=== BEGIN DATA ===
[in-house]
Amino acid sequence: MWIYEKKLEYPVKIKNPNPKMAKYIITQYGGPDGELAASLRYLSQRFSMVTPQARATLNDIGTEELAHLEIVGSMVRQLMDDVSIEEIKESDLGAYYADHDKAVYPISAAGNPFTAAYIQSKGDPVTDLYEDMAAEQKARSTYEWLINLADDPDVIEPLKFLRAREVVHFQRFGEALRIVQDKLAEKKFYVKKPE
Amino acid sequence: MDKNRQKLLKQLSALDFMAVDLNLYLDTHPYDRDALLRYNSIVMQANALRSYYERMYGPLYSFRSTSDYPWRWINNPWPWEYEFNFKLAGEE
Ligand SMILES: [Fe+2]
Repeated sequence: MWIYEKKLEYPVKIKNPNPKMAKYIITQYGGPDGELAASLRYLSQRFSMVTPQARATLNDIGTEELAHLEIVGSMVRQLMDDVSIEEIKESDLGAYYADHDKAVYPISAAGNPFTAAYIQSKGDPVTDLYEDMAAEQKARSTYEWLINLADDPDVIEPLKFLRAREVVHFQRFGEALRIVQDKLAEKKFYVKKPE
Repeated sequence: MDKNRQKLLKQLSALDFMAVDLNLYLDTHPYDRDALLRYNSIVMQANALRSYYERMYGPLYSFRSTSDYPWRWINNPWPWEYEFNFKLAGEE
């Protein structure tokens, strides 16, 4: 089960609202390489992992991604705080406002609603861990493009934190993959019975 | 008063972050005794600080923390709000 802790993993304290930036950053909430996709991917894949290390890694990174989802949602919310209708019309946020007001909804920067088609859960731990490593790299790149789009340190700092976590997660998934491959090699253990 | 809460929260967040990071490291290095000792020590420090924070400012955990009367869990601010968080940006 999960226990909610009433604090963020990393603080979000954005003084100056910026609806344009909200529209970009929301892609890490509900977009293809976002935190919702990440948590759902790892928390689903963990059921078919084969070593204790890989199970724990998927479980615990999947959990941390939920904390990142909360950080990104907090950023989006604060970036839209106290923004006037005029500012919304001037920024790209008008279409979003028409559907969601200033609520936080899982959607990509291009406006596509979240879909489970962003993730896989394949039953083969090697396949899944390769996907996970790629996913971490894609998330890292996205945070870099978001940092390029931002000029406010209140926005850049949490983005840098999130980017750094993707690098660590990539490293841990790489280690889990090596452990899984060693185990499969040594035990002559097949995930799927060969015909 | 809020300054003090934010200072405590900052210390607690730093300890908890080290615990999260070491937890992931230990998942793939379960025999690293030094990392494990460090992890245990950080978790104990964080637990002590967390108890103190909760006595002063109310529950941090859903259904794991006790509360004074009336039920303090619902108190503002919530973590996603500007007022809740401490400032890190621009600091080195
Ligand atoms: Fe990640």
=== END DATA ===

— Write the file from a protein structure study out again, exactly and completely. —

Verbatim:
[in-house]
Amino acid sequence: MWIYEKKLEYPVKIKNPNPKMAKYIITQYGGPDGELAASLRYLSQRFSMVTPQARATLNDIGTEELAHLEIVGSMVRQLMDDVSIEEIKESDLGAYYADHDKAVYPISAAGNPFTAAYIQSKGDPVTDLYEDMAAEQKARSTYEWLINLADDPDVIEPLKFLRAREVVHFQRFGEALRIVQDKLAEKKFYVKKPE
Amino acid sequence: MDKNRQKLLKQLSALDFMAVDLNLYLDTHPYDRDALLRYNSIVMQANALRSYYERMYGPLYSFRSTSDYPWRWINNPWPWEYEFNFKLAGEE
Ligand SMILES: [Fe+2]
Repeated sequence: MWIYEKKLEYPVKIKNPNPKMAKYIITQYGGPDGELAASLRYLSQRFSMVTPQARATLNDIGTEELAHLEIVGSMVRQLMDDVSIEEIKESDLGAYYADHDKAVYPISAAGNPFTAAYIQSKGDPVTDLYEDMAAEQKARSTYEWLINLADDPDVIEPLKFLRAREVVHFQRFGEALRIVQDKLAEKKFYVKKPE
Repeated sequence: MDKNRQKLLKQLSALDFMAVDLNLYLDTHPYDRDALLRYNSIVMQANALRSYYERMYGPLYSFRSTSDYPWRWINNPWPWEYEFNFKLAGEE
């Protein structure tokens, strides 16, 4: 089960609202390489992992991604705080406002609603861990493009934190993959019975 | 008063972050005794600080923390709000 802790993993304290930036950053909430996709991917894949290390890694990174989802949602919310209708019309946020007001909804920067088609859960731990490593790299790149789009340190700092976590997660998934491959090699253990 | 809460929260967040990071490291290095000792020590420090924070400012955990009367869990601010968080940006 999960226990909610009433604090963020990393603080979000954005003084100056910026609806344009909200529209970009929301892609890490509900977009293809976002935190919702990440948590759902790892928390689903963990059921078919084969070593204790890989199970724990998927479980615990999947959990941390939920904390990142909360950080990104907090950023989006604060970036839209106290923004006037005029500012919304001037920024790209008008279409979003028409559907969601200033609520936080899982959607990509291009406006596509979240879909489970962003993730896989394949039953083969090697396949899944390769996907996970790629996913971490894609998330890292996205945070870099978001940092390029931002000029406010209140926005850049949490983005840098999130980017750094993707690098660590990539490293841990790489280690889990090596452990899984060693185990499969040594035990002559097949995930799927060969015909 | 809020300054003090934010200072405590900052210390607690730093300890908890080290615990999260070491937890992931230990998942793939379960025999690293030094990392494990460090992890245990950080978790104990964080637990002590967390108890103190909760006595002063109310529950941090859903259904794991006790509360004074009336039920303090619902108190503002919530973590996603500007007022809740401490400032890190621009600091080195
Ligand atoms: Fe990640």